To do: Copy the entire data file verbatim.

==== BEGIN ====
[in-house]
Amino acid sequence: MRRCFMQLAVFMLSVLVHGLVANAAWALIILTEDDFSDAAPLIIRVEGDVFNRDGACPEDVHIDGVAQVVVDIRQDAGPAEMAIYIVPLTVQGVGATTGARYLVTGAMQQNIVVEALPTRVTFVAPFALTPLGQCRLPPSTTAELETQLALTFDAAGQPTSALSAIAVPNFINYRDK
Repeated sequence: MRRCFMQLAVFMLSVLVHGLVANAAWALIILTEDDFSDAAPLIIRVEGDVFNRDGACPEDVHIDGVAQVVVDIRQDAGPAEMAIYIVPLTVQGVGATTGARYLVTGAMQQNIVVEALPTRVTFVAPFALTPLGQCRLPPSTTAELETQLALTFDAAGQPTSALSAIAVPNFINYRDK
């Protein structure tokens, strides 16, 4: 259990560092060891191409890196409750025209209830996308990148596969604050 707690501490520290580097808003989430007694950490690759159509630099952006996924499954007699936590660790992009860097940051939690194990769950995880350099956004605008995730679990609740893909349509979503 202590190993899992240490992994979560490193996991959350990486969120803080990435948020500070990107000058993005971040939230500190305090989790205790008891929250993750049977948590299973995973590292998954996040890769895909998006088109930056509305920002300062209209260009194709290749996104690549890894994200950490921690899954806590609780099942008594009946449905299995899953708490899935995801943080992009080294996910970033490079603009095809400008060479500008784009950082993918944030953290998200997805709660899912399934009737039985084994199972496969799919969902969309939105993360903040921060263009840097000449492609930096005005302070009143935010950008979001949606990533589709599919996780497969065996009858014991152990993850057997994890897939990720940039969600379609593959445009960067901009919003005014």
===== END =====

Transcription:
[in-house]
Amino acid sequence: MRRCFMQLAVFMLSVLVHGLVANAAWALIILTEDDFSDAAPLIIRVEGDVFNRDGACPEDVHIDGVAQVVVDIRQDAGPAEMAIYIVPLTVQGVGATTGARYLVTGAMQQNIVVEALPTRVTFVAPFALTPLGQCRLPPSTTAELETQLALTFDAAGQPTSALSAIAVPNFINYRDK
Repeated sequence: MRRCFMQLAVFMLSVLVHGLVANAAWALIILTEDDFSDAAPLIIRVEGDVFNRDGACPEDVHIDGVAQVVVDIRQDAGPAEMAIYIVPLTVQGVGATTGARYLVTGAMQQNIVVEALPTRVTFVAPFALTPLGQCRLPPSTTAELETQLALTFDAAGQPTSALSAIAVPNFINYRDK
């Protein structure tokens, strides 16, 4: 259990560092060891191409890196409750025209209830996308990148596969604050 707690501490520290580097808003989430007694950490690759159509630099952006996924499954007699936590660790992009860097940051939690194990769950995880350099956004605008995730679990609740893909349509979503 202590190993899992240490992994979560490193996991959350990486969120803080990435948020500070990107000058993005971040939230500190305090989790205790008891929250993750049977948590299973995973590292998954996040890769895909998006088109930056509305920002300062209209260009194709290749996104690549890894994200950490921690899954806590609780099942008594009946449905299995899953708490899935995801943080992009080294996910970033490079603009095809400008060479500008784009950082993918944030953290998200997805709660899912399934009737039985084994199972496969799919969902969309939105993360903040921060263009840097000449492609930096005005302070009143935010950008979001949606990533589709599919996780497969065996009858014991152990993850057997994890897939990720940039969600379609593959445009960067901009919003005014």